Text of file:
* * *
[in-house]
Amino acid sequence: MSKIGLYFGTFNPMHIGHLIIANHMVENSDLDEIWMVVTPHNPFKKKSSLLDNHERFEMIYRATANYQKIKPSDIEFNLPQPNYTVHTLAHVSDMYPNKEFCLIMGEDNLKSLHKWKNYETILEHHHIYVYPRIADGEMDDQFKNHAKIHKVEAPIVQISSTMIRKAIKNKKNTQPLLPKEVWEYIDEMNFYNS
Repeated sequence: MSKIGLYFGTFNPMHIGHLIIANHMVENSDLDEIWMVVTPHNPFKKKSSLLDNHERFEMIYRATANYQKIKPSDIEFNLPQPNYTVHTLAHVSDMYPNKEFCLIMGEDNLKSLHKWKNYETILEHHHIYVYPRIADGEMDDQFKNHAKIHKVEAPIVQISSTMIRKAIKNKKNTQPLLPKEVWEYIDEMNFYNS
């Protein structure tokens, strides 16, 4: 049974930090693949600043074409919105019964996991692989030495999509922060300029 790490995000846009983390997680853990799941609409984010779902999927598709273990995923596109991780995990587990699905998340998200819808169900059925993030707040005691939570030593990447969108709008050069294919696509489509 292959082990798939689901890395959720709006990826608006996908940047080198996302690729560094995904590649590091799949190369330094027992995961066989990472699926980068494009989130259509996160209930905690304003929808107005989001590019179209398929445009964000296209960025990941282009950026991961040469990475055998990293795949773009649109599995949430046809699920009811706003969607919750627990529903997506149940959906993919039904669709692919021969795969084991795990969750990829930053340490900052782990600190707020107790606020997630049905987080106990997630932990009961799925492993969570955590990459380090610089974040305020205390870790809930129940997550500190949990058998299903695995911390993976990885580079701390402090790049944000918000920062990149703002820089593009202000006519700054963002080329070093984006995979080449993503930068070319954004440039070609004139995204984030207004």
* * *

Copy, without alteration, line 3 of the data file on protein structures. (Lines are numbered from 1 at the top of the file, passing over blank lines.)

Repeated sequence: MSKIGLYFGTFNPMHIGHLIIANHMVENSDLDEIWMVVTPHNPFKKKSSLLDNHERFEMIYRATANYQKIKPSDIEFNLPQPNYTVHTLAHVSDMYPNKEFCLIMGEDNLKSLHKWKNYETILEHHHIYVYPRIADGEMDDQFKNHAKIHKVEAPIVQISSTMIRKAIKNKKNTQPLLPKEVWEYIDEMNFYNS